Your bladder is a hollow, muscular organ that stores urine. The bladder expands until it’s full and then signals your brain that it’s time to urinate, communicating through the pelvic nerves. This creates the urge to urinate for most people.

With interstitial cystitis, these signals get mixed up — you feel the need to urinate more often and with smaller volumes of urine than most people.


The cause of interstitial cystitis (IC) is unknown. Researchers are looking at many theories to understand the causes of IC and find the best treatments. However, some foods precipitate the symptoms in many people.

  • Citrus fruits
  • Tomatoes
  • Chocolate
  • Coffee
  • Potassium-rich foods
  • Alcoholic beverages
  • Caffeinated beverages
  • Spicy foods
  • Some carbonated beverages


Interstitial cystitis signs and symptoms include:

  • Pain in your pelvis or between the vagina and anus in women
  • Pain between the scrotum and anus (perineum) in men
  • Chronic pelvic pain
  • A persistent, urgent need to urinate
  • Frequent urination, often of small amounts, throughout the day and night (up to 60 times a day)
  • Pain or discomfort while the bladder fills and relief after urinating
  • Pain during sex


Interstitial cystitis can result in several complications, including:

  • Reduced bladder capacity. Interstitial cystitis can cause stiffening of the bladder wall, which allows your bladder to hold less urine.
  • Lower quality of life. Frequent urination and pain may interfere with social activities, work, and other activities of daily life.
  • Sexual intimacy problems. Frequent urination and pain may strain your personal relationships, and sexual intimacy may suffer.
  • Emotional troubles. The chronic pain and interrupted sleep associated with interstitial cystitis may cause emotional stress and can lead to depression.


No single test can diagnose IC. And symptoms of IC are a lot like those of other urinary tract infections. Hence, a variety of tests may be needed to rule out other problems. These tests may include:

  • Urinalysis. Lab testing of urine to look for certain cells and chemicals. This includes red and white blood cells, germs, or too much protein.
  • Urine culture and cytology. Collecting and checking urine for white blood cells and bacteria. Also, if present, what kind of bacteria there are in the urine.
  • Cystoscopy. A thin, flexible tube and viewing device, is put in through the urethra to examine the bladder and other parts of the urinary tract. This checks for structural changes or blockages.
  • Bladder wall biopsy. A test in which tissue samples are removed from the bladder (with a needle or during surgery) and checked under a microscope to see if cancer or other abnormal cells are present.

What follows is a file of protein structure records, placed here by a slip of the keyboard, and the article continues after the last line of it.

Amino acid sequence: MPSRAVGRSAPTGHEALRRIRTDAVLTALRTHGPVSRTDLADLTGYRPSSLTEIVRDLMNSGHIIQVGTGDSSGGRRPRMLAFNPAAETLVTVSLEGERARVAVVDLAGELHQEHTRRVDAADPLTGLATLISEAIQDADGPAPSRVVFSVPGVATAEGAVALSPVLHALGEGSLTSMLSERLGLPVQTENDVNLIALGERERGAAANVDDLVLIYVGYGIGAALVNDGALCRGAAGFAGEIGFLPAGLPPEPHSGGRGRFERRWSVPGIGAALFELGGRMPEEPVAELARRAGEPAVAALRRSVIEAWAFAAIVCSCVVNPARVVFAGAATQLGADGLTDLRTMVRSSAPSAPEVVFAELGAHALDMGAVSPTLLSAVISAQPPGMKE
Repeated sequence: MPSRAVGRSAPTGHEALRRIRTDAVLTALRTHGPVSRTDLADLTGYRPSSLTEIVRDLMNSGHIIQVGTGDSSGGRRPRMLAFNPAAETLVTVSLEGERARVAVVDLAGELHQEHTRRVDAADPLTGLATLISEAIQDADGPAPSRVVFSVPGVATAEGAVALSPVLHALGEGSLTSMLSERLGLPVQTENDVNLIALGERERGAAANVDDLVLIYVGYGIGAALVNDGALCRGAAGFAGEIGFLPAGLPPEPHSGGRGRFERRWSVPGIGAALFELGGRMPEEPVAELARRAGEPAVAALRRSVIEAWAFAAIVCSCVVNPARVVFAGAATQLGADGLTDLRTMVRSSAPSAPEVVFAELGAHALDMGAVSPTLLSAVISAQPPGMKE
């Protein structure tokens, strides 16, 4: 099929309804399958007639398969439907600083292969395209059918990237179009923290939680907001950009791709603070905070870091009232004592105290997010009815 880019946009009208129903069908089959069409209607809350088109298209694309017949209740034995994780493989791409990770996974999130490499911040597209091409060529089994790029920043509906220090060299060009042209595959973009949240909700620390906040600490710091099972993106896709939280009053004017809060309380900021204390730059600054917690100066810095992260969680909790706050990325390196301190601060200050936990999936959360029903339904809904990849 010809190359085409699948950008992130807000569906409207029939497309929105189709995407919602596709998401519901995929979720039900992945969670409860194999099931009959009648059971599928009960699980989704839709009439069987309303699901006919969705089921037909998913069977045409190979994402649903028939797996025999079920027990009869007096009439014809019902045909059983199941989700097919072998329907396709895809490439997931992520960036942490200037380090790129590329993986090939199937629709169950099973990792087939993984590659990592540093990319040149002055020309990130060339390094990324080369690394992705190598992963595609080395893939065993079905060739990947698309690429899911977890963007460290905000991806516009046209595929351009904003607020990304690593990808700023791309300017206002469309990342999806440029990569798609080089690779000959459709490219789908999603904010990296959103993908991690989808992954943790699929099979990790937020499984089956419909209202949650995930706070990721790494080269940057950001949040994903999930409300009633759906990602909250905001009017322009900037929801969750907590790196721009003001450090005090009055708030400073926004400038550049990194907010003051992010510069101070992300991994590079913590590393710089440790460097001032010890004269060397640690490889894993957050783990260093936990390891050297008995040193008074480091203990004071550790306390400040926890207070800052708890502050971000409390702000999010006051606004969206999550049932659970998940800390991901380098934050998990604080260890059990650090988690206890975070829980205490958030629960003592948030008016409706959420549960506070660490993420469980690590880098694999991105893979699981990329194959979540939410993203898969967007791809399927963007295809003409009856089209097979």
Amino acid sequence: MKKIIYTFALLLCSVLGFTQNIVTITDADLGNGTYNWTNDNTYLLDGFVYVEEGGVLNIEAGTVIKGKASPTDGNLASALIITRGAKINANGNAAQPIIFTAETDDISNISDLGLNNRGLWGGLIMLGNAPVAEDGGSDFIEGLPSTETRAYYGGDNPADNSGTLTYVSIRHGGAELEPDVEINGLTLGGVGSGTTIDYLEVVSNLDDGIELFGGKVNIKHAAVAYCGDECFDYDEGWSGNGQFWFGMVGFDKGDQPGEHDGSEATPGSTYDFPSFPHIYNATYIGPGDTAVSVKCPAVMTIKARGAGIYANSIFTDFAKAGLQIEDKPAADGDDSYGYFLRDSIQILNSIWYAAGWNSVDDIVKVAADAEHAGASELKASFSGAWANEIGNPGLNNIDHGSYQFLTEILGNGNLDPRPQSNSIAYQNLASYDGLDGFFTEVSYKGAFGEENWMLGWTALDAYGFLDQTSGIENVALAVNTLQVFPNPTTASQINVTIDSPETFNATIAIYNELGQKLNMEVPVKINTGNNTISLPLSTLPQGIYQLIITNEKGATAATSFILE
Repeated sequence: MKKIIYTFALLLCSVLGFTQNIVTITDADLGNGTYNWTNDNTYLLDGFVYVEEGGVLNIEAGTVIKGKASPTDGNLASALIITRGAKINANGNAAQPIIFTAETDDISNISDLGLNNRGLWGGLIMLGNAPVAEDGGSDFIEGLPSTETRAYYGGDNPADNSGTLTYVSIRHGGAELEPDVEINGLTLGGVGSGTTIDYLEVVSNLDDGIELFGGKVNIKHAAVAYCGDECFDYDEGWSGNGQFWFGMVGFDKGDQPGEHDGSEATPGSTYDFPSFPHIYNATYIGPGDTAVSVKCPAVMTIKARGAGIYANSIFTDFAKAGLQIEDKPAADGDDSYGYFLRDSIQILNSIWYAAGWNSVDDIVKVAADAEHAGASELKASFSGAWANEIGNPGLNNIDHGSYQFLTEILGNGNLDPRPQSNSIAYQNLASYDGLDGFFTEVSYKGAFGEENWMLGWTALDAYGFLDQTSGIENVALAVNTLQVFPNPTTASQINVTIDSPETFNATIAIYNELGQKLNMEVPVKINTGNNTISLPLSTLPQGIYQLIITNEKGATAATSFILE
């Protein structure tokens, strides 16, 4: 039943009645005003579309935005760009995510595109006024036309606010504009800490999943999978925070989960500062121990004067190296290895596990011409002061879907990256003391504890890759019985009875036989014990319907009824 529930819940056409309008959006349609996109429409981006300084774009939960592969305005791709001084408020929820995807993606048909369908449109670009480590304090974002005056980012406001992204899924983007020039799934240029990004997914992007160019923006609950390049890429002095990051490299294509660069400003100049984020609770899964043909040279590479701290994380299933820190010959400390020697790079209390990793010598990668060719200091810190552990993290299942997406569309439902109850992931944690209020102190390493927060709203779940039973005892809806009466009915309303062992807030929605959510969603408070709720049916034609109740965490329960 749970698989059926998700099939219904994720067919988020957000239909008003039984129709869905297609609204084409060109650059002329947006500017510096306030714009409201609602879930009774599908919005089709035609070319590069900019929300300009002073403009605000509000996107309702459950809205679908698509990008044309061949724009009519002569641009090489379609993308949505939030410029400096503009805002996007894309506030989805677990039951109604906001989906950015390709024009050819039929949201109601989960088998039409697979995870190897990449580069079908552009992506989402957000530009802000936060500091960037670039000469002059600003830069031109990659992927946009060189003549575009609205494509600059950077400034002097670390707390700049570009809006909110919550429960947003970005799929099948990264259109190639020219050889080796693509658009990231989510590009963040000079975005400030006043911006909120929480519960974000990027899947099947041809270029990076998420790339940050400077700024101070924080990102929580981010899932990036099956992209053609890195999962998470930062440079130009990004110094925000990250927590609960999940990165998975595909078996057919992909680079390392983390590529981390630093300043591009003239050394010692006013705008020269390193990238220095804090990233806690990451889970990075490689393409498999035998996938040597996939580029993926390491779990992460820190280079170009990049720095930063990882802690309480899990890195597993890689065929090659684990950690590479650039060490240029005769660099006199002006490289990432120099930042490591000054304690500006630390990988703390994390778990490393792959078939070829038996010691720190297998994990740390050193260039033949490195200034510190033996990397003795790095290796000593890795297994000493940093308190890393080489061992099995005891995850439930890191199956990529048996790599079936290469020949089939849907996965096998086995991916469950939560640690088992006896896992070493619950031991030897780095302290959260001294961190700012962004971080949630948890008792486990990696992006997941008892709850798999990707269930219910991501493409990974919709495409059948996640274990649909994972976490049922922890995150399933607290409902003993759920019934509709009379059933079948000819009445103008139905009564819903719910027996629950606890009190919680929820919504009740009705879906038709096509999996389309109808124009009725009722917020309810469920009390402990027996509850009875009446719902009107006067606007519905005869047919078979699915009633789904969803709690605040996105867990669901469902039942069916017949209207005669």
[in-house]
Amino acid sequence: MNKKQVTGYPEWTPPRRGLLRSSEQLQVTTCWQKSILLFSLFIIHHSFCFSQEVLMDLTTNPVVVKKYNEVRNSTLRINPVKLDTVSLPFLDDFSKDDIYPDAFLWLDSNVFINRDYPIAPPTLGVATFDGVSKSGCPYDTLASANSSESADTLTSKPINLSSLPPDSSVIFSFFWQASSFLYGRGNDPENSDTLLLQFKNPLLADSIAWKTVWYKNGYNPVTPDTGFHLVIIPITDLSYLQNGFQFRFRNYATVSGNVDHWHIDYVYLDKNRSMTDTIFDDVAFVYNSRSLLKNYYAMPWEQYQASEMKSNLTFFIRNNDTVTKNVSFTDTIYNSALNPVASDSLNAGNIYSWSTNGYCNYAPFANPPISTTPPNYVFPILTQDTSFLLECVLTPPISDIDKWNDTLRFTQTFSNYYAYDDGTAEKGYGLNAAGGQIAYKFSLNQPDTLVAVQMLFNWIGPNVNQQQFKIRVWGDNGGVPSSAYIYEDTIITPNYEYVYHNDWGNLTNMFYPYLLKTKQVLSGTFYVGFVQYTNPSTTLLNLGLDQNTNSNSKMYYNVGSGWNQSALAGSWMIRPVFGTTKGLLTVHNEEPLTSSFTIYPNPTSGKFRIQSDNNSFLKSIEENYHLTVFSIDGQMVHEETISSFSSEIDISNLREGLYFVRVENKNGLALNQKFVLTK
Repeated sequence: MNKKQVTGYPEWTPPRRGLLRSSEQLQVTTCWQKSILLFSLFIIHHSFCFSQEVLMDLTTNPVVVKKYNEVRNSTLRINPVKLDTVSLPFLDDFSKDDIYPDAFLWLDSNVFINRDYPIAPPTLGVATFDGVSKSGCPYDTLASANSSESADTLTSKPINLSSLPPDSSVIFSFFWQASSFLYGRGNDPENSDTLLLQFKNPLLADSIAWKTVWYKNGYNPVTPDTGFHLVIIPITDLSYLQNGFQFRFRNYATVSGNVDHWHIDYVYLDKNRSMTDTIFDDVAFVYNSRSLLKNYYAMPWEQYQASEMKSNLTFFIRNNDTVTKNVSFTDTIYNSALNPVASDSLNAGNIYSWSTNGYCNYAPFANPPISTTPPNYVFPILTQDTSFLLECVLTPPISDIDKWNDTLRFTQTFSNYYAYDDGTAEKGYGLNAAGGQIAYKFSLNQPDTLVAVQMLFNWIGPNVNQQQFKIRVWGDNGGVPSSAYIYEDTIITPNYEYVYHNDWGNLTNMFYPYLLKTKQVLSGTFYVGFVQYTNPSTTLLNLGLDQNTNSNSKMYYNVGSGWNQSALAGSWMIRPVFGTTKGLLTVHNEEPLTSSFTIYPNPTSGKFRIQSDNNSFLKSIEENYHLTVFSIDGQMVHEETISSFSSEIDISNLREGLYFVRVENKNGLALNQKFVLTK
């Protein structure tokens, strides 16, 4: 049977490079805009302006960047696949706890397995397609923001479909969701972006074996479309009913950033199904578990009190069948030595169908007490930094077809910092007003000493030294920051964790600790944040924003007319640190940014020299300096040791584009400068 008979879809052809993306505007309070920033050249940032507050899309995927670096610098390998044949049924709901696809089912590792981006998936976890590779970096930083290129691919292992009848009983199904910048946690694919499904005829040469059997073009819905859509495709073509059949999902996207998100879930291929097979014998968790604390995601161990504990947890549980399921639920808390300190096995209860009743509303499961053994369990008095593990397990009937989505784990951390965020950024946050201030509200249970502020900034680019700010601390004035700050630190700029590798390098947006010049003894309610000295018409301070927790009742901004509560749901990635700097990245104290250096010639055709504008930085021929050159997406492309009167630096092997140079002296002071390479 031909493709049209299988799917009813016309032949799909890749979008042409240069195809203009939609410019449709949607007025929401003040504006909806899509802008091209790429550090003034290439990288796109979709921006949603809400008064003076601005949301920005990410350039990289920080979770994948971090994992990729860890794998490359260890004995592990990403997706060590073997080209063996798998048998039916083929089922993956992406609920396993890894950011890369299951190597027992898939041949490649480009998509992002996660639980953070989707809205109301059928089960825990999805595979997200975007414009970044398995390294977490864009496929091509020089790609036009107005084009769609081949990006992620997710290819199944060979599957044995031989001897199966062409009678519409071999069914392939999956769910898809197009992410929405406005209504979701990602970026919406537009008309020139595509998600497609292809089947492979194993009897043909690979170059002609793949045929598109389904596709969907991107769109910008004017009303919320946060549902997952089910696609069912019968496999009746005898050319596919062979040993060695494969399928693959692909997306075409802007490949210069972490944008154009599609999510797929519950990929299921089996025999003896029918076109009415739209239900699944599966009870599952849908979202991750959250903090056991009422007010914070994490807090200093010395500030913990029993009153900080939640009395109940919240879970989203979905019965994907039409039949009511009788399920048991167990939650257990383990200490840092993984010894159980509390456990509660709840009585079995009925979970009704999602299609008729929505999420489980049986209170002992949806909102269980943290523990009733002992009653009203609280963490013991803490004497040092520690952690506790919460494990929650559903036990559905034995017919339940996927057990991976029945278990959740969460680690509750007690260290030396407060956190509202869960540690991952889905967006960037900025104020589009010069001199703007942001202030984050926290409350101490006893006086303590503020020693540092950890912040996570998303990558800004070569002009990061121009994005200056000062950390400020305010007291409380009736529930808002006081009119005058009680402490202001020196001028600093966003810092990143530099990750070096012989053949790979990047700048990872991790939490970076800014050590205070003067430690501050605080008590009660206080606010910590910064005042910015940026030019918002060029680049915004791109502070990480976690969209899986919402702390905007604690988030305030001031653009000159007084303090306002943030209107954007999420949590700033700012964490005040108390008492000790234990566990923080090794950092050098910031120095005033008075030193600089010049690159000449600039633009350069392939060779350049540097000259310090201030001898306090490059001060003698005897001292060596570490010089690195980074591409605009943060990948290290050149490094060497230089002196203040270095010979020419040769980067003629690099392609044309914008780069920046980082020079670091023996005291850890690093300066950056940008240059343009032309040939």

• Lab exam of prostate secretions (in men). This is done to look for inflammation and/or infection of the prostate.
  • Medical history and bladder diary. You may be asked to keep a bladder diary, recording the volume of fluids you drink and the volume of urine you pass.
  • Pelvic exam. During a pelvic exam, your external genitals, vagina and cervix and your abdomen may be assessed to feel your internal pelvic organs. Your anus and rectum may as well be examined


The most important element in treating patients with interstitial cystitis is education and emotional support. Periodic exacerbations are managed as they occur because no long-term therapy has been shown to prevent or delay recurrent episodes. Therefore, the purpose of treatment is to palliate and alleviate symptoms.

Because no discrete pathognomonic pathologic criteria exist for assessing and monitoring disease severity, indications and goals for treatment are based on the degree of patient symptoms. Assessing patient response to treatment is also complicated because of the subjective nature of symptoms; the waxing and waning nature of symptoms without treatment; and the lack of objective serologic, physical, or histopathologic findings. Conservative measures and oral or intravesical treatments are considered first-line treatments.

Available treatment options include:

  • Behavioural therapy
  • Dietary therapy
  • Oral pharmacologic agents (e.g., pentosan polysulfate sodium [Elmiron], antihistamines, tricyclic antidepressants, analgesics, anti-inflammatory agents)
  • Intravesical therapy (i.e., medications intermittently instilled directly into the bladder via a catheter)
  • Surgical therapies
  • Electrical stimulation
  • Complementary therapies (e.g., acupuncture, hypnosis, pelvic floor massage)

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